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April 27, 2015

Christian Horizons on Doctor-Assisted Dying

By: Janet Nolan

In the past fifty years, our society has been making great progress in moving toward recognizing the value of all people and creating communities that include all people. As a provider of services for people with developmental disabilities, Christian Horizons works to promote full citizenship of people with exceptional needs. Read More
April 22, 2015

Sacred Loneliness

By: Richard Handler

I’ve heard it said that it’s harder to admit being lonely than being... well, pick your own state of woe. You see, there I go -- I associated loneliness with a negative state: woe, which is clearly not a happy condition. Woe, in spite of its supposed spiritual luster, is hardly ever considered a virtue. It’s usually described as a state of aggravation, a festering muck of imbalance or anxiety. Most people want to flee from it -- or deny it. Read More
April 19, 2015

Why Can't We Slow Down?

By: Peter Scazzero

Far too many of us use workaholism to run from that shaming message that says we're not good enough. I count myself among them, though I would consider myself more of a recovering workaholic at this point. Read More
April 14, 2015

Prime Your Conscience

By: Richard Handler

Now, if conscience is instinctive or natural, that could be both good and bad news to us weak-kneed ethical creatures. Good news because it’s part of our human nature, or if you believe, it’s implanted by God (“natural law”). But because so few people, when hard pressed, seem to follow its dictates, clearly conscience can be just plain inconvenient. Its neglect is a moral deficiency. Read More
April 7, 2015

Cheating Death, Cheating Life

By: Richard Handler

Northrop Frye, Canada’s great literary critic, spoke of the Christian story as a comedy (like Dante’s Divine Comedy) -- not because it was funny but because it ended in triumph. Comedies end well and tragedies do not. We learn from tragedy and humble ourselves before its consequences. Believers look forward to eternal life.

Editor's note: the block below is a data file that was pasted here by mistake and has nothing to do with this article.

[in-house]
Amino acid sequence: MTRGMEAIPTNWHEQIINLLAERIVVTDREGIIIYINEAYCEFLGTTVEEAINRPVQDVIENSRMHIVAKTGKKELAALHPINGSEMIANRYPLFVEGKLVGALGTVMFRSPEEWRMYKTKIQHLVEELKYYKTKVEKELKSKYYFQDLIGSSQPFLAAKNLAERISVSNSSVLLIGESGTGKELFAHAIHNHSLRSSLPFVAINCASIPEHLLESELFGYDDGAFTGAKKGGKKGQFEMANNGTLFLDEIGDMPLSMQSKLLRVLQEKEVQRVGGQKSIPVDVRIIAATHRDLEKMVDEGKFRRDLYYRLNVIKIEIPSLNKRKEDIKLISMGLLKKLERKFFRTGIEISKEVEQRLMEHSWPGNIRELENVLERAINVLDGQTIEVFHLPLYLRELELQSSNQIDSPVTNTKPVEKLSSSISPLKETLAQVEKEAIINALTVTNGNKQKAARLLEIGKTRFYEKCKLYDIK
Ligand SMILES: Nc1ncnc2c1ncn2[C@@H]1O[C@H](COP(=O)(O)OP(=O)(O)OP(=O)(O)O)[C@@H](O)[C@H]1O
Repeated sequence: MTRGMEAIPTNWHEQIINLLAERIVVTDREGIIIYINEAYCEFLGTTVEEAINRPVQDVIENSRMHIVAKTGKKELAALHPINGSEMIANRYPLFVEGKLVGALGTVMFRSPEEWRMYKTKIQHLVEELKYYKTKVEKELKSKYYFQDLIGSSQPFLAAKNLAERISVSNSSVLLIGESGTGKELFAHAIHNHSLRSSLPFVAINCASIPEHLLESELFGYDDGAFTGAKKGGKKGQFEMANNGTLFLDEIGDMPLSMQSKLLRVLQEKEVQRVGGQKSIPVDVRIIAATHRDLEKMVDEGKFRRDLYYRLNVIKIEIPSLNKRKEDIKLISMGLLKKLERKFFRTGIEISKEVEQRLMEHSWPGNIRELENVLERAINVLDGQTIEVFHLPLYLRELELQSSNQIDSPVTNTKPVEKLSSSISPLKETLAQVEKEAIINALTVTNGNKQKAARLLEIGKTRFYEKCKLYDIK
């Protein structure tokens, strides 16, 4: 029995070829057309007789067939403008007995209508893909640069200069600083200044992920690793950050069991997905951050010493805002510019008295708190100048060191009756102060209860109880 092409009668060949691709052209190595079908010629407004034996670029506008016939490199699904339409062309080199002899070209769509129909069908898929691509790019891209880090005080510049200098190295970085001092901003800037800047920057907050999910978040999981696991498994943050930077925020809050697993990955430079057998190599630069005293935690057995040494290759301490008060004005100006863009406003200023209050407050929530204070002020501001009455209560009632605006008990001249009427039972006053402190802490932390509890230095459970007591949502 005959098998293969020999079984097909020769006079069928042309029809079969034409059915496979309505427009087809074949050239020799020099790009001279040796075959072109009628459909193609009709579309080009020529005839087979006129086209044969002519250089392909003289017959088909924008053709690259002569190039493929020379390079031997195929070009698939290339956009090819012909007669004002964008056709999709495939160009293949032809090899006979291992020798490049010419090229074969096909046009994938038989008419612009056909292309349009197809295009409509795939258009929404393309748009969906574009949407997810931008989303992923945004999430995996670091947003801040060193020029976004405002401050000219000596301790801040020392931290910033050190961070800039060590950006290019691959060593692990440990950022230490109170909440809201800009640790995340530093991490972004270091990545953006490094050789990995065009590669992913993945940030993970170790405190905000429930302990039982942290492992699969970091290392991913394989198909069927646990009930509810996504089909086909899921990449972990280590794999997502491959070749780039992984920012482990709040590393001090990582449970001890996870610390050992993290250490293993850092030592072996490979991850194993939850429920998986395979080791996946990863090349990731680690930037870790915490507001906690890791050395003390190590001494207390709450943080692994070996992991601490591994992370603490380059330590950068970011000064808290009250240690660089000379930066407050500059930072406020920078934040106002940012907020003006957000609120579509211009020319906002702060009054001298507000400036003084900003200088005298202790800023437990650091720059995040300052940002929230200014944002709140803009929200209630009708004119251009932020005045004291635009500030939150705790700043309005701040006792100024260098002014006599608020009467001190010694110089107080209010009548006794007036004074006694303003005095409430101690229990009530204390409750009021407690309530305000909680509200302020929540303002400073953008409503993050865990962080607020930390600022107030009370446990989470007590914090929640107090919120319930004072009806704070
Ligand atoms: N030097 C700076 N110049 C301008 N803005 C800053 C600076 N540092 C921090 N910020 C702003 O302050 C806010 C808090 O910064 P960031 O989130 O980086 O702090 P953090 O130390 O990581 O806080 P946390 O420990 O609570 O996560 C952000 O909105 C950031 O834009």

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March 31, 2015

Autism and Aliens

By: Richard Handler

To say that autism is a disorder with “no cure,” as Lorna says in her introduction, is to tell us something no person in this modern world wants to hear. There must be a solution to any problem. Fatalism is not bred into our society’s bones. Read More
March 30, 2015

Autism Acceptance

By: Philip Reyes

As an autistic, I make a ton of trouble in a neurotypical world. I am an alien passing through a world populated with people who fit in perfectly. I do not. I am weird to most. I am unable to process my thoughts like everyone. I move differently than most people. Lots of things about me annoy people but that is how I was made by God. Read More
March 24, 2015

Father in Space

By: Richard Handler

In this age when the family, as an institution has become a lifestyle option and with the numbers of single parent households climbing steadily, as fathers readily abandon the nest, Chris Hadfield is no booster of the mythical 1950s family. Marriage, he told Lorna, is “a fractious, multi-headed, constantly changing, unchosen organization of people who love each other.” Read More
March 18, 2015

Music and Longing

By: Richard Handler

If there is a way to leap into what seems like easy transcendence, music is the key to that kingdom. Accessing “inner freedom and strength” is no doubt worthwhile, as both a secular and religious exercise. I see untold numbers of people waltz down the street with ear-buds imbedded in their heads, but is it transcendence they seek -- or just distraction? Read More
March 10, 2015

The Invisible Homeless

By: Richard Handler

Frankly, is our experience of the homeless here in Canada that different? We blank out the homeless on the street. They become part of the scenery, like rundown buildings and fire hydrants. They are to be avoided -- or gingerly stepped over. Read More
March 3, 2015

The Gospel of Usefulness

By: Richard Handler

There’s no doubt that the wanton killing or the abandonment of children would horrify any secular humanist. Such a person might donate to charities, gladly pay taxes and urge governments to “do more.” Surely, a believer might not have any better a heart than any atheist. Both can be disturbed by the neglect of a child, disabled or not. Read More
February 25, 2015

Conscience and the Sociopath

By: Richard Handler

As a Christian, Lorna believes that society is unmoored, and ethically unbalanced. Martha Stout's analysis appeals to her because Stout analyzes conscience as "the embodiment of love, imbued into our very biology." And for Lorna, the evangelical, the source of conscience is at the core, Jesus' love. Read More

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